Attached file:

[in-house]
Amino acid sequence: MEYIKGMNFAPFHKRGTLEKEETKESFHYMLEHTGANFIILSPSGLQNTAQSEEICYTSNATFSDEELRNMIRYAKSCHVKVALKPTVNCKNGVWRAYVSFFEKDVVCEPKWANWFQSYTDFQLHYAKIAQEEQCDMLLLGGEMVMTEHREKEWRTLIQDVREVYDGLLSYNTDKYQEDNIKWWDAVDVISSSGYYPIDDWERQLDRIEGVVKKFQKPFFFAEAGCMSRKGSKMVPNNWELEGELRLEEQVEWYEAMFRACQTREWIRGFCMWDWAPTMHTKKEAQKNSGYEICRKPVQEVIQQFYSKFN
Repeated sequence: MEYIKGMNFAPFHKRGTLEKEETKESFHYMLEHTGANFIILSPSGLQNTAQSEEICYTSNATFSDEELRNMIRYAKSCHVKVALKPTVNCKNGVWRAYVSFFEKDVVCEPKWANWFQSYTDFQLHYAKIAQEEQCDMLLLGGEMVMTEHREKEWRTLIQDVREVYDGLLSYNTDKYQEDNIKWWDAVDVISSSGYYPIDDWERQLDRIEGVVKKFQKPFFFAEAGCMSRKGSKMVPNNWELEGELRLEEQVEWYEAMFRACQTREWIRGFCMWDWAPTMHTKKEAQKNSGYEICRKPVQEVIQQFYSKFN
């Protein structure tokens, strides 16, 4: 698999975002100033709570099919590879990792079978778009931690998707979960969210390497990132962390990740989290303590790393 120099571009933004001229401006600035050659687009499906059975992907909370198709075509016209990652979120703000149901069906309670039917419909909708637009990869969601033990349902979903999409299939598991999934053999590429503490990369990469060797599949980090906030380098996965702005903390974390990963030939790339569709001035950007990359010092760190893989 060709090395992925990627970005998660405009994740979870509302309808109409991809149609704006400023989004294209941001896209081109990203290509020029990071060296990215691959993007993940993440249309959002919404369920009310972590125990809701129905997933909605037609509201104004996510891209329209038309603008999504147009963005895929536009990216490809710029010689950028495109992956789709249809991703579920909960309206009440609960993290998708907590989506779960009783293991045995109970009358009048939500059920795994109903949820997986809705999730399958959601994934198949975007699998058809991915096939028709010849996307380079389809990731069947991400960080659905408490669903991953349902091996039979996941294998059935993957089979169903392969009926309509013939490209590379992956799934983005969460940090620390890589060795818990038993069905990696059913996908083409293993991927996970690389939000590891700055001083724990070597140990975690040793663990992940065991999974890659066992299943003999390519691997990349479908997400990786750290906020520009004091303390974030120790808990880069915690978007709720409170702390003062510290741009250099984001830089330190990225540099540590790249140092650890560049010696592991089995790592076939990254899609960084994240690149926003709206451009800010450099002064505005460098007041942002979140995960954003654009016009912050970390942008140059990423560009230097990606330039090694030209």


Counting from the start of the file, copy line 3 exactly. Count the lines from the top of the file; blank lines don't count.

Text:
Repeated sequence: MEYIKGMNFAPFHKRGTLEKEETKESFHYMLEHTGANFIILSPSGLQNTAQSEEICYTSNATFSDEELRNMIRYAKSCHVKVALKPTVNCKNGVWRAYVSFFEKDVVCEPKWANWFQSYTDFQLHYAKIAQEEQCDMLLLGGEMVMTEHREKEWRTLIQDVREVYDGLLSYNTDKYQEDNIKWWDAVDVISSSGYYPIDDWERQLDRIEGVVKKFQKPFFFAEAGCMSRKGSKMVPNNWELEGELRLEEQVEWYEAMFRACQTREWIRGFCMWDWAPTMHTKKEAQKNSGYEICRKPVQEVIQQFYSKFN